Water molecular resonance

Discussion in 'Off-Topic' started by beenthere, Dec 13, 2008.

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  1. beenthere

    Thread Starter Retired Moderator

    Apr 20, 2004
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    Yes, Virginia, such a thing actually happens, and has been measured. Read through this link - http://www.lsbu.ac.uk/water/vibrat.html.

    Is this going to be helpful to the over unity hydrolysis crowd, though? Probably not. The multiplicity of modes of vibration smears the resonant response out too far to be particularly useful - something like trying to feed energy into a tuning fork with a large number of differently-tuned arms. No one frequency is going to work.

    And then there is the little matter of frequency. We notice a useful absorbance peak at 970 nm that the chemistry crowd checks to look for the presence of water vapor. Water absorbs energy at that wavelength because that is one of the principal resonant frequencies - the interaction with the water molecules takes energy from the photons and decreases the overall intensity of the received light beam. Look up atomic absorption spectrophometry to learn more.

    Anyway, a 970 nm wavelength works out to a frequency on the order of 3.145 THz, or 3,145,000 MHz. This is a bit high for electronics to conviently handle. That's well above radar frequencies, in the near infra-red.

    The next time you see a circuit that actually claims to split water molecules apart by exciting them in some chamber that uses off-the-shelf electronic components - well, you might want to ask for proof. This is along the same line as the proud owner of a Piper Cub claiming to have reached a speed of 2,000 knots IAS in level flight by burning gasoline blended with a secret herbal extract. Even if he has a couple of buddies who back him up on the claim (yep, got my Cessna 192 doing 1880 knots - be better as soon as I get a new prop) don't necessarily make it believable.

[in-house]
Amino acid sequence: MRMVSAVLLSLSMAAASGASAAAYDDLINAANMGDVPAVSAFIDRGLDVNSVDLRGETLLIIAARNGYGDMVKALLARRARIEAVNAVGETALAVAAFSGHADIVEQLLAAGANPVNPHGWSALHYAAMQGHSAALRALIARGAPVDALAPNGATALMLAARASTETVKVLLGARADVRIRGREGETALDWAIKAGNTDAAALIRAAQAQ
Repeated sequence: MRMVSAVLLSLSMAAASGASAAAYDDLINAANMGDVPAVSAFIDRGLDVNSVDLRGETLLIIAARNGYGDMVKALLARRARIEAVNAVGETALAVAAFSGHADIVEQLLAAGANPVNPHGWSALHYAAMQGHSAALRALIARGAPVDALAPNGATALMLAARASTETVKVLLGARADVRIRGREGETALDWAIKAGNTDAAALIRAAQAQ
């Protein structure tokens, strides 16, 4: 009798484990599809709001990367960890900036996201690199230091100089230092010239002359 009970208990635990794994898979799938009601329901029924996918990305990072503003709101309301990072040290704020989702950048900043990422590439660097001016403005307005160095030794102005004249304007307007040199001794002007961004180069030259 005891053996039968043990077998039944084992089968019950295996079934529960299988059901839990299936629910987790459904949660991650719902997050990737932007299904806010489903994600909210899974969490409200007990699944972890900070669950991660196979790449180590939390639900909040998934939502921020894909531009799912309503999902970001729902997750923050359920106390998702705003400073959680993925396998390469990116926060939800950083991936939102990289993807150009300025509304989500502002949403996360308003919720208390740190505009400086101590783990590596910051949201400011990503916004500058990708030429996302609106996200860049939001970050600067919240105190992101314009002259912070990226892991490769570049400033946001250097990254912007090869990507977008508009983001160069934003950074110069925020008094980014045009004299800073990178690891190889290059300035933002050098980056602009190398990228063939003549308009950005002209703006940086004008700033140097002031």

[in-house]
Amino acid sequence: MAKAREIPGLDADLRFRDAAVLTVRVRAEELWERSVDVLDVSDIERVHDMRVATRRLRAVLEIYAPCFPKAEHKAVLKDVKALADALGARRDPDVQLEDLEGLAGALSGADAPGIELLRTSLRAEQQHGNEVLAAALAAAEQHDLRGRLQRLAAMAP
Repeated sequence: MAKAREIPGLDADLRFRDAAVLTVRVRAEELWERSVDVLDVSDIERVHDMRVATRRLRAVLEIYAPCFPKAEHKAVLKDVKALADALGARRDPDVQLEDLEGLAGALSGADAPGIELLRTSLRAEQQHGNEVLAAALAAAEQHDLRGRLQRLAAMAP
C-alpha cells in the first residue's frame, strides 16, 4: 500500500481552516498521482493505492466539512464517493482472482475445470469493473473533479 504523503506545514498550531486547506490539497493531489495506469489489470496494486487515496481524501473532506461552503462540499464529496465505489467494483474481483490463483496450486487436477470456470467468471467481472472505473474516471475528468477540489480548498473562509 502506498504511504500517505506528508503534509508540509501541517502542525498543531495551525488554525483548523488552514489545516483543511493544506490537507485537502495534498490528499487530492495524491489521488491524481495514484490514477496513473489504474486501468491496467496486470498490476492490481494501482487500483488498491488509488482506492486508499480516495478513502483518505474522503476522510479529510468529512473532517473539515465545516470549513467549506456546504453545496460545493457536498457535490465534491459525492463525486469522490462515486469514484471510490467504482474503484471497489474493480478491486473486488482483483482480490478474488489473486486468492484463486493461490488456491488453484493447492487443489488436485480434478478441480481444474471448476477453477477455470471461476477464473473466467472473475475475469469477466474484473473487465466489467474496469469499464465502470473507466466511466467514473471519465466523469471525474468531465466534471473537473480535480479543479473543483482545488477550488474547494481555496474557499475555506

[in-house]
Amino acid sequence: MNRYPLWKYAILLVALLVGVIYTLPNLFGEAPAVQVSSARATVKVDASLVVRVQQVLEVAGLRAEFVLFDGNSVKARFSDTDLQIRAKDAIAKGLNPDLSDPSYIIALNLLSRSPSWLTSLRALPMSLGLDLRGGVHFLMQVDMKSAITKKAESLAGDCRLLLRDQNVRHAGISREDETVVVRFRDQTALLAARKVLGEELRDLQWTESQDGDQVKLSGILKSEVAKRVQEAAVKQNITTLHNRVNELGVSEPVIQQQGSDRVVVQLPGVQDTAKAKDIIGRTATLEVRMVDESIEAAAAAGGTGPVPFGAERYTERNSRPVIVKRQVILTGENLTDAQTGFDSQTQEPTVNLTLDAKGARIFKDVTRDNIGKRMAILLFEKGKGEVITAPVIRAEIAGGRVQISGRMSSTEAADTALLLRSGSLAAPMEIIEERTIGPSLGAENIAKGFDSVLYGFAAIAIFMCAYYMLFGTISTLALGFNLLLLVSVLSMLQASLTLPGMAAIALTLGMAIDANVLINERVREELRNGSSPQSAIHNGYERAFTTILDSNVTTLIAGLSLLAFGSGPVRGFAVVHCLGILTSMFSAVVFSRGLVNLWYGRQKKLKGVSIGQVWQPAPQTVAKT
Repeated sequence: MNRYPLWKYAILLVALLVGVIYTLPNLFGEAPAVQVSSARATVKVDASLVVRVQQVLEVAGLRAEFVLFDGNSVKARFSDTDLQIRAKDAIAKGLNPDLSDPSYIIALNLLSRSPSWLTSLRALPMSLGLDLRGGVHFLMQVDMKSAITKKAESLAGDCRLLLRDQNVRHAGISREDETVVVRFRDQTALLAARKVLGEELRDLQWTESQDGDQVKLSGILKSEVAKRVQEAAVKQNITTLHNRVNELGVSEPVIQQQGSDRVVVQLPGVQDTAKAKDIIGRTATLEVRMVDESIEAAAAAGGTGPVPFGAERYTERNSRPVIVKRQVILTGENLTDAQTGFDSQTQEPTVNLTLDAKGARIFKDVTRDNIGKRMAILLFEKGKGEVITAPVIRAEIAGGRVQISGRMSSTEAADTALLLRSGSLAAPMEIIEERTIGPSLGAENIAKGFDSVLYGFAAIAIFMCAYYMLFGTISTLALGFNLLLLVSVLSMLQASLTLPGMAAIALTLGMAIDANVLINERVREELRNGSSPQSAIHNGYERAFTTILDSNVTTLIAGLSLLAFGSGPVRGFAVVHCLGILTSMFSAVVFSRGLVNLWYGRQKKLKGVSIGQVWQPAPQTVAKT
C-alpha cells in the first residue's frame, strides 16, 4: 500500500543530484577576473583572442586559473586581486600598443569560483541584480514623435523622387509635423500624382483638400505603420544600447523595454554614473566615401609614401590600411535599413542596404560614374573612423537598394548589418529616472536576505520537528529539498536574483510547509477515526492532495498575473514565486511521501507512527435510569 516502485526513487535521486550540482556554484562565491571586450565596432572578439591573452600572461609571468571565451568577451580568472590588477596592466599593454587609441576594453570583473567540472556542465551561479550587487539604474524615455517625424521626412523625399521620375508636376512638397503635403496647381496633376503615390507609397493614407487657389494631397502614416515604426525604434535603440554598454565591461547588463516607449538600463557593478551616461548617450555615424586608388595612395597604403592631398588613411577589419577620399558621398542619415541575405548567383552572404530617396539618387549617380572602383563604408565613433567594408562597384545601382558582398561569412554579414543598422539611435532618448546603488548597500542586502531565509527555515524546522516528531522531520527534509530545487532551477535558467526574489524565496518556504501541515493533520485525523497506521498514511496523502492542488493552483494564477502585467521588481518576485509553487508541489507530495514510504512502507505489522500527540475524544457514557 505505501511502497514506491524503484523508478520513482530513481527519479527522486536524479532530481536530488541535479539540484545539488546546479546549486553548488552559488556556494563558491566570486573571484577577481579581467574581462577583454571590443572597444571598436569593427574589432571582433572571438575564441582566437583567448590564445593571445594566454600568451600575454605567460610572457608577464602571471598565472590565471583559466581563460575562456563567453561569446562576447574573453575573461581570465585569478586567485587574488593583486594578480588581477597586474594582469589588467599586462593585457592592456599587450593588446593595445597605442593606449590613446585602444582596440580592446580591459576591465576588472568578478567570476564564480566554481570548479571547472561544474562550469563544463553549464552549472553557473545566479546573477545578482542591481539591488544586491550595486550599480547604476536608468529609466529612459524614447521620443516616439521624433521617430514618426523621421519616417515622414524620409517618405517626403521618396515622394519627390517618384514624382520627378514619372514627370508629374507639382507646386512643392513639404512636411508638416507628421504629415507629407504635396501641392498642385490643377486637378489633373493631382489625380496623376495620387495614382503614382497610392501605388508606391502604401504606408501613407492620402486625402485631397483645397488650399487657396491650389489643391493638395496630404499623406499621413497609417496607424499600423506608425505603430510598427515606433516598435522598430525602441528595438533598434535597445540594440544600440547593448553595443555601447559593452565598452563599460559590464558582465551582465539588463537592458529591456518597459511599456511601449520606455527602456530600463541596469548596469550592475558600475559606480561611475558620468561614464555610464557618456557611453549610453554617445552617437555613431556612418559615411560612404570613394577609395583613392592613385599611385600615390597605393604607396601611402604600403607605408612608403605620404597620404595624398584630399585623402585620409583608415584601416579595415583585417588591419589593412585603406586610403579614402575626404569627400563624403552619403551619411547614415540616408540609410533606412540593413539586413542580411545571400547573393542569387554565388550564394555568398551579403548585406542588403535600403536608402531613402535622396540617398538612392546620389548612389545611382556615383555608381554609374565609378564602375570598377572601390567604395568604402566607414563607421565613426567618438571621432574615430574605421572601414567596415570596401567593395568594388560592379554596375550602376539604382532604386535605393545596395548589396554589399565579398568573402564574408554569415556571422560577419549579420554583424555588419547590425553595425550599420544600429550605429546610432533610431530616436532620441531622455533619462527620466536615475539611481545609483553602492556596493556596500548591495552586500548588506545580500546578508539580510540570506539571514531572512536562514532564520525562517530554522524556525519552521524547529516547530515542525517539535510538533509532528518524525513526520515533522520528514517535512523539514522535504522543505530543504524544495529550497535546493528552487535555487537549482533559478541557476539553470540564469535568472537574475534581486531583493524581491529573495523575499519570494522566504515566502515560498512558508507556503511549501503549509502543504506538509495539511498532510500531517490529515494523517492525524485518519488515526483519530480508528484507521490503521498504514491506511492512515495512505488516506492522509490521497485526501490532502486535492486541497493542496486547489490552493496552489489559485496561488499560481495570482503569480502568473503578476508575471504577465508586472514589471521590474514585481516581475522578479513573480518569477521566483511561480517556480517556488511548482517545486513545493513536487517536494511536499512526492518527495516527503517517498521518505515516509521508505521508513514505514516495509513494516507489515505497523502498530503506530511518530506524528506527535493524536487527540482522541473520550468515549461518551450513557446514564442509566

2. jpanhalt

    AAC Fanatic!

    Jan 18, 2008
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    I get 3.14X10^14 Hz. Isn't that 314 THz, not that it really matters.

    The far IR gets into the the low THz band, but that is mostly translational and rotational absorptons.

    John
     
  3. HarveyH42

    Active Member

    Jul 22, 2007
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    Perhaps the pilot and passengers were burning a little of that herb during the test...

    970 nM? I've got some LEDs that are 940 nM, think that would be close enough? Wonder how many LEDs it would take to keep a cup of coffee warm...
     
  4. Papabravo

    Expert

    Feb 24, 2006
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    I work it out to be
    Code ( (Unknown Language)):
    1.  
    2. c = speed of light = 3e8 meters per second
    3. f = c /λ
    4.   = 3e8 / 970e-9
    5.   = 3.0927e14
    6.   = 309 THz
    7.  
    That is moving right along so to speak
     
  5. jpanhalt

    AAC Fanatic!

    Jan 18, 2008
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    My slide rule must have a warp... obviously I only checked the decimal. :D

    John
     
  6. beenthere

    Thread Starter Retired Moderator

    Apr 20, 2004
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    Decimal points. Thanks for the corrections. Blew it in the nanometers. Still hard to get there with an LM324.
     
  7. Wendy

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    Mar 24, 2008